Finally, it is noted for completeness that the output signals 297, 299 of RAM chip 270 are considered to be data signals, hence their output inhibit control is denoted to be of type DI1. However, the total number of output signals from chip 270 is rather small, so that the output circuits of said chip may not be at risk of provoking a simultaneous-output-switching event. Thus, the inhibit of type DI1 on chip 270 need not provide the distributed delay function as described in FIG. 7. Since this inhibit provides only a driver-contention avoidance function, it has been shown as being connected separately to the multichip module 230 input terminal labelled as DI1-2, to emphasize this contrast to module 230 input terminal DI1-1, which is capable of being cycled for avoidance of simultaneous-output-switching events during multichip module testing operations.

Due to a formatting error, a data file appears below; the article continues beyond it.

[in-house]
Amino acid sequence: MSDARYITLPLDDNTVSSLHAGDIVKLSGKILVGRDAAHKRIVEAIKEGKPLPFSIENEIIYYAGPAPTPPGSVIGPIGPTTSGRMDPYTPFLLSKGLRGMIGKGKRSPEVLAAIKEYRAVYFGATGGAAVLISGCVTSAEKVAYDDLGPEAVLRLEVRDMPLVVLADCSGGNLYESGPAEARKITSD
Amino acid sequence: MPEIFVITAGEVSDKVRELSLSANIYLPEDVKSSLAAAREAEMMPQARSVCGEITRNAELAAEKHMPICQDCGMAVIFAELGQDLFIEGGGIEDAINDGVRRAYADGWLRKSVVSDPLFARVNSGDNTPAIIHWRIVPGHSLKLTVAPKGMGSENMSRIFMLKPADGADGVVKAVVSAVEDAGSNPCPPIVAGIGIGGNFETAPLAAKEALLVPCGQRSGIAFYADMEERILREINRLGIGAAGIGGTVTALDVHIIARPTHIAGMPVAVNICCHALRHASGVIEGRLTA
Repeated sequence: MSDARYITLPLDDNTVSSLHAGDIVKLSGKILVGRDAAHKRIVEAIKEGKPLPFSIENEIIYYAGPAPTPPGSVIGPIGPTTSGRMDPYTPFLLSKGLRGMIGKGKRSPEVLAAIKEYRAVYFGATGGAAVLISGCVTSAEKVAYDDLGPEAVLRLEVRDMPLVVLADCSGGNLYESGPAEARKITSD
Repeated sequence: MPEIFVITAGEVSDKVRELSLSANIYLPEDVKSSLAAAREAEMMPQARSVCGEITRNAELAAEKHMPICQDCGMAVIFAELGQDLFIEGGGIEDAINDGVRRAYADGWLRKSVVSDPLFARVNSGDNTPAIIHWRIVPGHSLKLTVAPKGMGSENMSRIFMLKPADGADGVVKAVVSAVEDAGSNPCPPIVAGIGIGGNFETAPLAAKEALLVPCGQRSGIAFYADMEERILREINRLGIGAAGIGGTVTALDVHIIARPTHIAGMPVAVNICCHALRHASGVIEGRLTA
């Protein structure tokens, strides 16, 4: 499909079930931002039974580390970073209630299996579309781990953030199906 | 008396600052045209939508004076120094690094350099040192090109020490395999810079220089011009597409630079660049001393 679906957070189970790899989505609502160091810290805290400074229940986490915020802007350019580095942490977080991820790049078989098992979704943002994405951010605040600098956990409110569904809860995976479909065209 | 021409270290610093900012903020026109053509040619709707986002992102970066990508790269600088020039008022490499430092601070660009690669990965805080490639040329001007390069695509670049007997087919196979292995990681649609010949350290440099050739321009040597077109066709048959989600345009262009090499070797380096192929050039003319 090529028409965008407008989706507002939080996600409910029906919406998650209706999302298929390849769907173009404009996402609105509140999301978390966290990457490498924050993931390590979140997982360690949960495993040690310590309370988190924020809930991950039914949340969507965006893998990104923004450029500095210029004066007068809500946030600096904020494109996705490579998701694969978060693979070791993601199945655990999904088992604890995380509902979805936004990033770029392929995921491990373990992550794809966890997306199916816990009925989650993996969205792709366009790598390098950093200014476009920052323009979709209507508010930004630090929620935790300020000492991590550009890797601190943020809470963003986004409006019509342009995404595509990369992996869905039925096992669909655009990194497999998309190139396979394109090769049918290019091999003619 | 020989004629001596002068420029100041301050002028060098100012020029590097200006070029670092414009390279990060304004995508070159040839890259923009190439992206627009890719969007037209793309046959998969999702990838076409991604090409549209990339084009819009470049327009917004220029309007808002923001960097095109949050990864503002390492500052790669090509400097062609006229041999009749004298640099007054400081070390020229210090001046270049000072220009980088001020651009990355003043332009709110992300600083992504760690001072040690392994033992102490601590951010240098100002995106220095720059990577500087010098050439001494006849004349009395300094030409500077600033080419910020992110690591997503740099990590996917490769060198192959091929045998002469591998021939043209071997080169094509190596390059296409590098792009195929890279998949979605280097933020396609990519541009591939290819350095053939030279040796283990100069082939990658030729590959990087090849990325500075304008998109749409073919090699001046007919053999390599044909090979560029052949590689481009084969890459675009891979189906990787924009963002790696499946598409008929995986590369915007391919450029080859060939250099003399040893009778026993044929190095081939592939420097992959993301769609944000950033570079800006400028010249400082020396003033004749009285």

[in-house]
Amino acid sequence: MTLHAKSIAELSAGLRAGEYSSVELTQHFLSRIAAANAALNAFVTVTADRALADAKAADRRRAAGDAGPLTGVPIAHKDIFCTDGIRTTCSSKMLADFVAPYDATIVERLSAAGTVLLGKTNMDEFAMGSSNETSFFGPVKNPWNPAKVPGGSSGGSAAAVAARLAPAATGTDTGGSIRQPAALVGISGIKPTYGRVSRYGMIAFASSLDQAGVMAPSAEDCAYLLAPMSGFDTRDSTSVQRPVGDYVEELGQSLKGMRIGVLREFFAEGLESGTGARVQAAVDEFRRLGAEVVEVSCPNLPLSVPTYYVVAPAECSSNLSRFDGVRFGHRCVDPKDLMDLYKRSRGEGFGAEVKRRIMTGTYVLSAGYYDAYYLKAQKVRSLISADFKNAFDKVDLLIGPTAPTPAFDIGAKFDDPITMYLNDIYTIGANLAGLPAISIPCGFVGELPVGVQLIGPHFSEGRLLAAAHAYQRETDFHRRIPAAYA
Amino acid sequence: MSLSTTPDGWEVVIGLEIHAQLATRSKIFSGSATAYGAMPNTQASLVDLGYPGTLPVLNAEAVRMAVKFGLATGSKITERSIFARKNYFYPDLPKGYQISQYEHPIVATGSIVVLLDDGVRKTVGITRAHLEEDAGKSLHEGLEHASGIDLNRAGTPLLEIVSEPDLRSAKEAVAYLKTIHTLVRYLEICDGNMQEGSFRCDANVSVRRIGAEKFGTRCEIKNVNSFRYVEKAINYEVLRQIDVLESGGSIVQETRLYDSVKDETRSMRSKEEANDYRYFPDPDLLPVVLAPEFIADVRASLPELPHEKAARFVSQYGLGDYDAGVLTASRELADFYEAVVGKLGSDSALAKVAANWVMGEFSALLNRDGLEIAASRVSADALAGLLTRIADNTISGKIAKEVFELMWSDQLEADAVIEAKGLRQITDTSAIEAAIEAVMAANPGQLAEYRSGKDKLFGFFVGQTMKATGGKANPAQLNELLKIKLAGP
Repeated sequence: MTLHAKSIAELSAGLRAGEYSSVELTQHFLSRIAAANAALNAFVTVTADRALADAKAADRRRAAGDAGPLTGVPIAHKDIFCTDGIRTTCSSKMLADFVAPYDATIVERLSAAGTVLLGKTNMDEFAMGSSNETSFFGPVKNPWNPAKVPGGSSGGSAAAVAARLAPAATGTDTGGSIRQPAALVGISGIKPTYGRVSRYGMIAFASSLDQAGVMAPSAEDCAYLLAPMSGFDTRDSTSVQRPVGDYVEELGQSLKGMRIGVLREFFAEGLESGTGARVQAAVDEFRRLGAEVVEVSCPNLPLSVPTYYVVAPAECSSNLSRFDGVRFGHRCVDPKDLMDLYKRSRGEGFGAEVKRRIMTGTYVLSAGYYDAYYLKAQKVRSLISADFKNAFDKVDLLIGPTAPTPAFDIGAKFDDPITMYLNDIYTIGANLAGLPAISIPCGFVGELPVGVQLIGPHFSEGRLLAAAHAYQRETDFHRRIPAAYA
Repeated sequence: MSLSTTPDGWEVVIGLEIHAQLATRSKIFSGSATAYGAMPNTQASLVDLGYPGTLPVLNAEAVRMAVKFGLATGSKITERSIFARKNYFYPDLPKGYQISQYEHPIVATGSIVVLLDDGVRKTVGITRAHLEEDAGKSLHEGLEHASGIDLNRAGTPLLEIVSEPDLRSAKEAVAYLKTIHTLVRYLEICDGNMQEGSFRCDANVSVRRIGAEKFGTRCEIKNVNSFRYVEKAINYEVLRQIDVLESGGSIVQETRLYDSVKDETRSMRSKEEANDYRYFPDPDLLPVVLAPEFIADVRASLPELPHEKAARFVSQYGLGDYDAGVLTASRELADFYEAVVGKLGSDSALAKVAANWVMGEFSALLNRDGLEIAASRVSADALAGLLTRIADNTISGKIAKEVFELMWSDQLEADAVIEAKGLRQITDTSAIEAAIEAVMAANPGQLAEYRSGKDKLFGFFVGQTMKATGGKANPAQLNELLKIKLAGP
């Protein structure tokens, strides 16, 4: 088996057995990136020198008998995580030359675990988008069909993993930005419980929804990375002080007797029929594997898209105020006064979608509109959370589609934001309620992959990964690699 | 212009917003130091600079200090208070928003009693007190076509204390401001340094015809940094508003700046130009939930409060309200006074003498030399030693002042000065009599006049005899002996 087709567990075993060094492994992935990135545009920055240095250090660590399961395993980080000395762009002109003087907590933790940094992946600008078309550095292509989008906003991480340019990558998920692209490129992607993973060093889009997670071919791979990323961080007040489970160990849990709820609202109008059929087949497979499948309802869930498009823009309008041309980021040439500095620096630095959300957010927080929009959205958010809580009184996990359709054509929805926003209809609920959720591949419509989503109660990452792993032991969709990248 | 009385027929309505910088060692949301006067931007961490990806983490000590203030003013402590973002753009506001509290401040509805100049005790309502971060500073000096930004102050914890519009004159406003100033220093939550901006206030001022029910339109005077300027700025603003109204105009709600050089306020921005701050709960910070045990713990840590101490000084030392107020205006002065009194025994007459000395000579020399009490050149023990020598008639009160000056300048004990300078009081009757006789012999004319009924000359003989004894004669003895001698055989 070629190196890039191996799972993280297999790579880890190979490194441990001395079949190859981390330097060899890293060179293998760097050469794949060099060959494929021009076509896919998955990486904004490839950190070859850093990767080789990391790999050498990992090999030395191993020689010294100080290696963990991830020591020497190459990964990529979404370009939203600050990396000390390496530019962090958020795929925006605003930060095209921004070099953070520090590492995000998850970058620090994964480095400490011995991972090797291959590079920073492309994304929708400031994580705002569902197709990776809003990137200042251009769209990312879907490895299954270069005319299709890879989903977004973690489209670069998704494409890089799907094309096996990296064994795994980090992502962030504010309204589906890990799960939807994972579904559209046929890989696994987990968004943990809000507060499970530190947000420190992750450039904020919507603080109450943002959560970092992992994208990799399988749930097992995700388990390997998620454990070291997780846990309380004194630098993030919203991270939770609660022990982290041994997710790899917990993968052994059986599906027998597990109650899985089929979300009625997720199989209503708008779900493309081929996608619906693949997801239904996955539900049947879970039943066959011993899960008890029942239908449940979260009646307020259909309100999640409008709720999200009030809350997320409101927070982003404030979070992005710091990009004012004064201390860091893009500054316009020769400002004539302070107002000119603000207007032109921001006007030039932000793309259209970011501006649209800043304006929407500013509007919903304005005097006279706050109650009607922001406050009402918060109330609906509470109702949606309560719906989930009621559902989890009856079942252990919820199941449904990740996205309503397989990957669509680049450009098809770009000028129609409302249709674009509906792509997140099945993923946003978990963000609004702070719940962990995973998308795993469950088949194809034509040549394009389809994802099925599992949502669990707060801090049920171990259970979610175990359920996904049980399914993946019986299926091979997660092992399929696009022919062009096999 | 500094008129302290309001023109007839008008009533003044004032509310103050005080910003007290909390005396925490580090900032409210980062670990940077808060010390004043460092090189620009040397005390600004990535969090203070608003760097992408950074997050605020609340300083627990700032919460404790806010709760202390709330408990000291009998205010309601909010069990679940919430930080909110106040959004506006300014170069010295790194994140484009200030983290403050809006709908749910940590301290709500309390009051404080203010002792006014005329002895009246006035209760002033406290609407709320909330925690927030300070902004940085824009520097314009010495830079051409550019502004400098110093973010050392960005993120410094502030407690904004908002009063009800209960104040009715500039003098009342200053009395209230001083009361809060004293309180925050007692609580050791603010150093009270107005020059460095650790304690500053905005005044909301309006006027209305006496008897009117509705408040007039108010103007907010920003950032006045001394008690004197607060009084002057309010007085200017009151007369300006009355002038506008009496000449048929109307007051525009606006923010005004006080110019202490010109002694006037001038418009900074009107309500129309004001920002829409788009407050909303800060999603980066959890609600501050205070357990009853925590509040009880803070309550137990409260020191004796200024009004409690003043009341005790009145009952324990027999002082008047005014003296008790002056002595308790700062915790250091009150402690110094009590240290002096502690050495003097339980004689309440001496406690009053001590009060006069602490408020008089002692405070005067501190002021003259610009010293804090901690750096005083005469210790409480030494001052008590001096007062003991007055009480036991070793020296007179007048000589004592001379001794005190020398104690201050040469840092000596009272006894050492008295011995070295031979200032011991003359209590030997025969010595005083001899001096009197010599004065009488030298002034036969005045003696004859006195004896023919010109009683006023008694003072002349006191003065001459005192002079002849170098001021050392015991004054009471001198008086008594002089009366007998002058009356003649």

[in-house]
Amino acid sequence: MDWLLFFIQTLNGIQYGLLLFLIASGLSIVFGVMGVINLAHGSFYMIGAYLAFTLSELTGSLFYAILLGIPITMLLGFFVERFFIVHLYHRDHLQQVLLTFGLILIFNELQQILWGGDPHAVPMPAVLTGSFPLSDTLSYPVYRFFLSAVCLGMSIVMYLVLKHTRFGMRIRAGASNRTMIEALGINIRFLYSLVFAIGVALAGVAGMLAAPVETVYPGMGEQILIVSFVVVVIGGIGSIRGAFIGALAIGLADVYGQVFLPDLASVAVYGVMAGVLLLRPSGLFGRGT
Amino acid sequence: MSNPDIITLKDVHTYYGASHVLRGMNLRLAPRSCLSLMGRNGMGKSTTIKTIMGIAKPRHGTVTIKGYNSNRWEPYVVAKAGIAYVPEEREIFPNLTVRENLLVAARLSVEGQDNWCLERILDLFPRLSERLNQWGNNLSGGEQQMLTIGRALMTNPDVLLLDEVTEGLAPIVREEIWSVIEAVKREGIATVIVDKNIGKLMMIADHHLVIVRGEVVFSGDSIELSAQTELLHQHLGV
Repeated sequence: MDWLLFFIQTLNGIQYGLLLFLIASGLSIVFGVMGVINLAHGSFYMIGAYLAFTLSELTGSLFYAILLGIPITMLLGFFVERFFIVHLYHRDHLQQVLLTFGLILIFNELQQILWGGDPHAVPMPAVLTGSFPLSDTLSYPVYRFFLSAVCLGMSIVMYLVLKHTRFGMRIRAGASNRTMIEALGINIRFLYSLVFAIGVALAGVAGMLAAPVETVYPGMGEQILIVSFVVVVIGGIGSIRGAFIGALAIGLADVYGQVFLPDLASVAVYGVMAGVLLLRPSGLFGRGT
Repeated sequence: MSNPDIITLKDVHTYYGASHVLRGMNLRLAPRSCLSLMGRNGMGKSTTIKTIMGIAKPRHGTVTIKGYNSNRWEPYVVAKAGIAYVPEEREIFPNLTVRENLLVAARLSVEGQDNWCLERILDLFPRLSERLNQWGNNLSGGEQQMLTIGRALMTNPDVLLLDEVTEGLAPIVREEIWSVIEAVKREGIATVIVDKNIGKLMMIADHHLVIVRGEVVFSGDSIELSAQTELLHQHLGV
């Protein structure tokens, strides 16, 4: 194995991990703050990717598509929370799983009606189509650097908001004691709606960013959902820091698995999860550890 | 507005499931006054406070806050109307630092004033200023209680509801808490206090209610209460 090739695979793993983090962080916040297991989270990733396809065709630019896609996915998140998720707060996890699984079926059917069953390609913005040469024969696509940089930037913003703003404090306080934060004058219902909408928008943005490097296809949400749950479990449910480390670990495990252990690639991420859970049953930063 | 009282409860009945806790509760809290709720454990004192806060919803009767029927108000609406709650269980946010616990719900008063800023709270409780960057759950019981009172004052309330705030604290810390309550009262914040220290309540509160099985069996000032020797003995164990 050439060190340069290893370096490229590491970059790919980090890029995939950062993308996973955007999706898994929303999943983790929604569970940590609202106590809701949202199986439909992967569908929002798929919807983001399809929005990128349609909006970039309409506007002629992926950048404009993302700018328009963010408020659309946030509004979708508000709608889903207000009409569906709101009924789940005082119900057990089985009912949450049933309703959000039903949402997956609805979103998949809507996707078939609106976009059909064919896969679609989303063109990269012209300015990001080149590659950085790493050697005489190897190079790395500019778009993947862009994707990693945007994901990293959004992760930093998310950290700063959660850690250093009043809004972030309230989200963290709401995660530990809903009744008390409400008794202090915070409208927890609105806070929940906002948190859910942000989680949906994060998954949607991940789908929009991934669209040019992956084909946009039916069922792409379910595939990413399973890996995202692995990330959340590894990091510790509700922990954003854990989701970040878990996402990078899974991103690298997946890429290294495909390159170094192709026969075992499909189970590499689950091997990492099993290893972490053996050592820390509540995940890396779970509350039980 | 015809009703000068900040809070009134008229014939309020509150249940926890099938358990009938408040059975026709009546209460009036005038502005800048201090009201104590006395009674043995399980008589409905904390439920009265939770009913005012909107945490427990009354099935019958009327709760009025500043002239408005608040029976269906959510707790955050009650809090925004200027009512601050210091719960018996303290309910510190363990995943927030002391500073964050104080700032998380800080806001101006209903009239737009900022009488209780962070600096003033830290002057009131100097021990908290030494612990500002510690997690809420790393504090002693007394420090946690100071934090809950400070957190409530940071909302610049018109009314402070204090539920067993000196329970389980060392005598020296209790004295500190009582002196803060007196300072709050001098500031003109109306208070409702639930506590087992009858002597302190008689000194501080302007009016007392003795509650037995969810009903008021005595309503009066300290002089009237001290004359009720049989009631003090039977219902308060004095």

The operation of delay lines constructed as described in FIG. 7 and in FIG. 9 for the purposes of off-chip driver switching control during various chip and module testing operations is summarized in FIG. 12. FIG. 12 illustrates a method of operation for a plurality of these delay lines, and is consistent either with the method of off-chip driver assignment to one of four delay line types as described in FIG. 8, or with the alternative method of off-chip driver assignment to one of three delay line types as described in FIG. 10. FIG. 12 consists of table 300 containing three information categories, which are the Type of Operation, the Circuits Tested, and the Delay Line Type.